Monday, September 15, 2014

I've taken pictures...

I have a rather long relationship with photography. When we moved aboard Brigadoon, I couldn't help myself.  Here are some photos taken over this, so far, four year journey.


Friday, September 12, 2014

On being a Captain

There's an old joke that I have always enjoyed. It's more a barb, really. One uses it in response to someone claiming the title of "Dr." somewhere near their name because they have a Ph.D in some field and insisting that you use and recognize that title.

"Sure, you're a Doctor but, to a Doctor are you a Doctor."

Titles are nice and all. They are a convenience for understanding, really. Titles can communicate what a person is, what they can do and what we can expect from them. They also can carry a lot of other baggage and assumptions that hinder understanding and communication too.

So, let's talk about Captain.

I am not an officially titled Captain (OUPV, commonly called a "Six Pack" or a Master) by the United States Coast Guard. I have not the required hours under way, nor have I passed the written test for any official license. This means I cannot reasonably insist that people refer to me as Captain, nor do I offer that title in any context where it does not apply. I have no business cards with the title, it isn't in an email signature, and I don't claim the title where it's inappropriate.

I am, however, Captain of Brigadoon.

This doesn't mean that I get to be in charge. It means that I have to be in charge. There is a subtle difference in those two concepts that is important to understand. One gets to have dessert, to go on vacation, to have a day off, to do any number of things that we would like to do. Some people like to be in charge and, for them, being a Captain means they get to tell others what to do. In any arena where a person makes decisions, be they a police officer, a judge, a manager at a company, a parent, they exercise power over others. That is why some people who find it agreeable to wield power are drawn to roles in which they have control. The problem with this kind of person is, they also have to wield responsibility. If you are a Captain, you are responsible. There is no escaping this fact.

I am the Captain of Brigadoon, not because of a desire to wield power. I am Captain because I am responsible for the safety of the vessel and all those aboard. I am responsible for the operation of the vessel so that it is in compliance with all maritime laws. I am responsible for ensuring that my vessel is operated in a manner that reduces risk to other vessels.

It doesn't mean I'm right all the time, or that my decisions are above question. It means that, when something is happening now, that requires a decision, that I have to make it. I'm responsible.

This also means that if anything happens to Brigadoon, to others on board, or to something I damage with Brigadoon (another boat, a dock, you name it) that I'm also responsible. I don't get to make excuses for my lack of knowledge, preparedness, decision making, or competence. Something happens. I own it. This is very unlike most of the news stories you read in the press about Very Important people shirking the very thing they wanted in the first place; being important and the responsibility that comes with it.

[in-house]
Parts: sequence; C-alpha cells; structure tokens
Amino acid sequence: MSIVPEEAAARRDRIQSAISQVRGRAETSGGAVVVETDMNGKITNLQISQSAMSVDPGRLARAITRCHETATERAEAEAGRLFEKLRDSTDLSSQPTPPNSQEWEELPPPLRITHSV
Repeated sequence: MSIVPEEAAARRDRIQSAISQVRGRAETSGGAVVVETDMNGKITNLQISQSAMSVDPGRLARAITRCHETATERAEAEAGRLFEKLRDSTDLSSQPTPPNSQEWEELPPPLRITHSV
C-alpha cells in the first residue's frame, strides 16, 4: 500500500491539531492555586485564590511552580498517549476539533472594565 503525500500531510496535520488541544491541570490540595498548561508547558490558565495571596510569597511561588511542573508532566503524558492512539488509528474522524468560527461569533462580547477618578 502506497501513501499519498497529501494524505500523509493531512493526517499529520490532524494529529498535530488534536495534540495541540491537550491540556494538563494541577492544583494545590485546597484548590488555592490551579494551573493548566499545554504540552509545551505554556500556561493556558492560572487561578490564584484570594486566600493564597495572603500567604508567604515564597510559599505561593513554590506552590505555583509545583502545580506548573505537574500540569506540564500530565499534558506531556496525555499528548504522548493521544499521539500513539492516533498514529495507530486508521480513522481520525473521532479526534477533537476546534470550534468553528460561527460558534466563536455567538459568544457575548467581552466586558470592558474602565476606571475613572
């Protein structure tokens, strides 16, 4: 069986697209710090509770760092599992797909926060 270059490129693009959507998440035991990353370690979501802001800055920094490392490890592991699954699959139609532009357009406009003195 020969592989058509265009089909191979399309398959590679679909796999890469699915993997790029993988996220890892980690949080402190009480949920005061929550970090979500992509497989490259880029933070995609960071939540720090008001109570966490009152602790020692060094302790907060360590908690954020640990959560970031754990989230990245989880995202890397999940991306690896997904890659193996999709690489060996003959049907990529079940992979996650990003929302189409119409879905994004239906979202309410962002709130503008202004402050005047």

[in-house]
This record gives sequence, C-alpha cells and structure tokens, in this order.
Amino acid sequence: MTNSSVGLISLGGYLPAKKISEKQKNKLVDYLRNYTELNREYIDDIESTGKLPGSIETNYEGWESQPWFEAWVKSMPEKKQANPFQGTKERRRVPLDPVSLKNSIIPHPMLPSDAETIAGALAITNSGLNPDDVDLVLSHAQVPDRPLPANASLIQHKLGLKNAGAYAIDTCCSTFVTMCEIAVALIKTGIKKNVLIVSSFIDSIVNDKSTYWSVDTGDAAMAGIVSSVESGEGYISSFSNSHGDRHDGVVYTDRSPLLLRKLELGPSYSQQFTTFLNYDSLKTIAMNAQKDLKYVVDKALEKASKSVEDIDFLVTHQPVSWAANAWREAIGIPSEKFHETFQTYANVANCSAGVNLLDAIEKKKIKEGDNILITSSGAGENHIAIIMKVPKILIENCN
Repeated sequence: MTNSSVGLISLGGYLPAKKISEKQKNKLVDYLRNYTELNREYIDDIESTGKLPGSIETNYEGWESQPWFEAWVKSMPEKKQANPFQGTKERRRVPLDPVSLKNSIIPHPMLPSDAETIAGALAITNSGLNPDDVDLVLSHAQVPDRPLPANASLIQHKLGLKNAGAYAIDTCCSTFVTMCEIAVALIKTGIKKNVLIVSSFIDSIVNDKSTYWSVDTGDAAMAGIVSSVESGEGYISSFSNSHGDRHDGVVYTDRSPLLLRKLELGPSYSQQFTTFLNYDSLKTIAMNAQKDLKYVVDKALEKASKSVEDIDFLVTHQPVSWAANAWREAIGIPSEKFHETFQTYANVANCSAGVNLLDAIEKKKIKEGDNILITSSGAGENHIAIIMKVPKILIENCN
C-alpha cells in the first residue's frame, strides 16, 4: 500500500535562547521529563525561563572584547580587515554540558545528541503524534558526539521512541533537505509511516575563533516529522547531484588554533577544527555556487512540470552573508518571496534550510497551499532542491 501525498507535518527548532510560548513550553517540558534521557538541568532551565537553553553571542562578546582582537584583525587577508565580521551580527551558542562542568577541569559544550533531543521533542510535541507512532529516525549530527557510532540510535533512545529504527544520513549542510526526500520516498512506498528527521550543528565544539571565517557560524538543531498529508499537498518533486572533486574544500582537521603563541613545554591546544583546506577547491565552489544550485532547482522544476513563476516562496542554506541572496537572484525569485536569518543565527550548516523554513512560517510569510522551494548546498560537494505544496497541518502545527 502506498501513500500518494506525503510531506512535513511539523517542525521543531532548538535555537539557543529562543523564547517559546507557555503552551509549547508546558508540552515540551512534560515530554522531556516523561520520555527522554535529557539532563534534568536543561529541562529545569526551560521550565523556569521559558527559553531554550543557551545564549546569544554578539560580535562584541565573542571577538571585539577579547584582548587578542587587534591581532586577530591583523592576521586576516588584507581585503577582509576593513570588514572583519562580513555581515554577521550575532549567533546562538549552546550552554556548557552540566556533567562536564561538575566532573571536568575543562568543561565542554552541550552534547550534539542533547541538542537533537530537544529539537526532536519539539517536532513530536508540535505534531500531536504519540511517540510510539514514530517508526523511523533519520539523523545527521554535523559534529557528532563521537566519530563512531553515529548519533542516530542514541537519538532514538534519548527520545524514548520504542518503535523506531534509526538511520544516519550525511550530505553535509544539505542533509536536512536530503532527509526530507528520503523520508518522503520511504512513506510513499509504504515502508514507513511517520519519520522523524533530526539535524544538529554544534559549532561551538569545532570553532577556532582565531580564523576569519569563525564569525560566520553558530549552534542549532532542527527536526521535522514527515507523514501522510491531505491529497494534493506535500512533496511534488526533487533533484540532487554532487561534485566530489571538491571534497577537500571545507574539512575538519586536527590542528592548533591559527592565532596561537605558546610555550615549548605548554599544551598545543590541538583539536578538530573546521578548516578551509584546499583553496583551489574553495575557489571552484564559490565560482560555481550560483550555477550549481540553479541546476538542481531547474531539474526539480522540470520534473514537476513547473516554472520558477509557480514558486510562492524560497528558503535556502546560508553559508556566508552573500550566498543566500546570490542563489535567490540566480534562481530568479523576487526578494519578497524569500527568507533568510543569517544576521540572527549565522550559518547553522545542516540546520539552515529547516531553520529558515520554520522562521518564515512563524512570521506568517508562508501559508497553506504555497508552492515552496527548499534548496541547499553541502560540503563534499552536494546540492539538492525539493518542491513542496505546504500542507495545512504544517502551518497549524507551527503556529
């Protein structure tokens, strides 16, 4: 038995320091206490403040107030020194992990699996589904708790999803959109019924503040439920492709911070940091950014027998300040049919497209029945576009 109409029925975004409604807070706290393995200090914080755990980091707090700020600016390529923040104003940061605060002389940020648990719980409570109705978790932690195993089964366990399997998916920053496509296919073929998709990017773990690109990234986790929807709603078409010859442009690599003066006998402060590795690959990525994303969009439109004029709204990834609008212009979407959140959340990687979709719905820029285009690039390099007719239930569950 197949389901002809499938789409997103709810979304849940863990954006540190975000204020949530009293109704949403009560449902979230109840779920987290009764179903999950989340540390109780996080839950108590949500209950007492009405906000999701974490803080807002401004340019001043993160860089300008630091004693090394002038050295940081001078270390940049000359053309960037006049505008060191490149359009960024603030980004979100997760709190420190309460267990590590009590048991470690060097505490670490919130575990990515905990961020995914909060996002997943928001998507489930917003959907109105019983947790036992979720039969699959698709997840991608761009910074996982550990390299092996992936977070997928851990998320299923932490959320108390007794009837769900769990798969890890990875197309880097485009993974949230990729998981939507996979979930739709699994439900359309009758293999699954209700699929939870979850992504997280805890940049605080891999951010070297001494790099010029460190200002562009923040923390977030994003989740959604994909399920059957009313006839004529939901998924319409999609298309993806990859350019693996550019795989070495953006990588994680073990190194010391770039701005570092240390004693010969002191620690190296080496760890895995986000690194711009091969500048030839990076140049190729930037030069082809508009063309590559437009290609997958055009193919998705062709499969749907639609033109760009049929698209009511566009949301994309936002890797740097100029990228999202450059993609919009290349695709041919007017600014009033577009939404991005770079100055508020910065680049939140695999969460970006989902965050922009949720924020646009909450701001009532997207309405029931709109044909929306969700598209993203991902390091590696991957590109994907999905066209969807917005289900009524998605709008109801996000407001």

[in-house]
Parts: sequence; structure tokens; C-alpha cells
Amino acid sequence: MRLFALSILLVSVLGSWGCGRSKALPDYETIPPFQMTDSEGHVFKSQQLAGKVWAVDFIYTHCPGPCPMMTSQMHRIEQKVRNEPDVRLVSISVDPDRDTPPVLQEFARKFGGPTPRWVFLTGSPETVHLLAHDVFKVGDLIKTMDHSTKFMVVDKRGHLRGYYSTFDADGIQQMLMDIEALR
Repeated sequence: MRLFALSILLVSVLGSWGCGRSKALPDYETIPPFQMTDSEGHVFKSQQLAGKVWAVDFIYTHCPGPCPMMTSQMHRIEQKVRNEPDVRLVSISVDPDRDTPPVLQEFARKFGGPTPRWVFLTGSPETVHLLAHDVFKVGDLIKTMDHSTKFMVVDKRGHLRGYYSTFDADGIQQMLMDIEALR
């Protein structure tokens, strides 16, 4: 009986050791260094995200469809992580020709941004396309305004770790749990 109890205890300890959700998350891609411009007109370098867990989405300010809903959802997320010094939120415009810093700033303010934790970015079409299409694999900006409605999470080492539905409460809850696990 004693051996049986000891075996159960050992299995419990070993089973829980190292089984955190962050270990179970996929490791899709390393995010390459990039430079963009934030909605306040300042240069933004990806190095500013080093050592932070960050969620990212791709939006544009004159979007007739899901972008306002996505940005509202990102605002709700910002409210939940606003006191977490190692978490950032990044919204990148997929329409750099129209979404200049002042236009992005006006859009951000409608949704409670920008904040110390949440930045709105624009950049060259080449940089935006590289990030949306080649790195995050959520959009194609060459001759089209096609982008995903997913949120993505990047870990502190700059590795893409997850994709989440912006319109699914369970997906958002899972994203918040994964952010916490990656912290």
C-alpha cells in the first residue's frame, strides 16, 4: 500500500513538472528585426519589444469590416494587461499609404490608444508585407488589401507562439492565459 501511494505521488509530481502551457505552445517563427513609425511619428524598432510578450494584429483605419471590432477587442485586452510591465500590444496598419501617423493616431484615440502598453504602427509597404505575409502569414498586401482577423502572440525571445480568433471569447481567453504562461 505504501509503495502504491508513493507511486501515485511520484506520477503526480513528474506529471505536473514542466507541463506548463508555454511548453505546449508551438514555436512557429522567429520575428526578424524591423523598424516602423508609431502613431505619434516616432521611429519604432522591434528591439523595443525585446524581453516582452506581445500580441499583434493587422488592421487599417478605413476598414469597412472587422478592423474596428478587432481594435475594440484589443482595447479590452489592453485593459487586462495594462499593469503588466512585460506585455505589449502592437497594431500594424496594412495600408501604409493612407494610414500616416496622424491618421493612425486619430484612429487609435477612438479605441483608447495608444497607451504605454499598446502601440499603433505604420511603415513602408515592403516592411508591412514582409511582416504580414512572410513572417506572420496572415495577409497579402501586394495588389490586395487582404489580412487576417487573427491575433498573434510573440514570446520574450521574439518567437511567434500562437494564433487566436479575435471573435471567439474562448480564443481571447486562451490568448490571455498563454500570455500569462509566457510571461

It keeps me on my toes. I constantly study. I assess my abilities. I look for shortcomings in my boat, boat systems, my crew, my safety equipment, my education and my capabilities.

I'm the Captain of Brigadoon. It's not just a title. It's a job.

Monday, July 28, 2014

Anchoring in Juanita Bay

Juanita Bay

Sunset from Juanita Bay
We had not been away from the dock for an overnight in a long while. Our lives have been busy with boat upgrades, various projects, and just a general business that kept us at the dock. We had planned this outing for a few weeks, having finally had a free weekend to get away.

Kerry really enjoyed the trip. There wasn't much to do once we had the hook set and lunch made. She was very very good at doing nothing that afternoon. It's a skill set worth mastering.

Happy, pretty girl relaxing in the cockpit.

The new kite.

This trip was to serve a few purposes.

A new sail was the first. We had recently purchased a used (very new used actually) Asymmetrical Cruising Spinnaker. We've needed to add this sail to our inventory and a new one was going to be about $4,000. This one was the correct size, had the accessories we wanted and was much, much less. We had picked it up a couple weekends ago but hadn't flown it yet. This trip was to use the expected light airs to fly the chute and see if it met our expectations. Well, it exceeded them. There was one problem. The previous owner had rigged it backwards (tack and clew swapped). I didn't know that until we got it aloft. Fortunately I was able to swap the tack and clew while underway and all was right with the world.  The sail drew well, giving us 2.5 knots of boat speed in less than 5 knots of wind. It's just what Brigadoon needs to move in light airs.

Love this thing. Love it.

The second was the get away from the dock and practice anchoring again.  By the way, this Ultra anchor rocks. It bit into the mud bottom and held extremely well, but was easy to retrieve. I have no regrets spending the money on this premium anchor.

The third, the realization of which came later, was increasing our sense of confidence again in Brigadoon. We re-familiarized ourselves with our anchor, and our skill sets. Brigadoon ran extremely well, both on the leg out and the return trip. The engine fired right off and ran smoothly the entire trip. I didn't notice any reduction in our boat speed, as expected, due to weed growth on the hull. The hull must be cleaner than I thought. I'm glad we moor if fresh water right now.

The main salon, lit by lamp light.

We spent a very quiet evening, relaxing and reading to each other. Our current book is about the story of the Essex, a whaling ship that was destroyed by a sperm whale in the 1800's. It served as the inspiration for Melville's Moby Dick.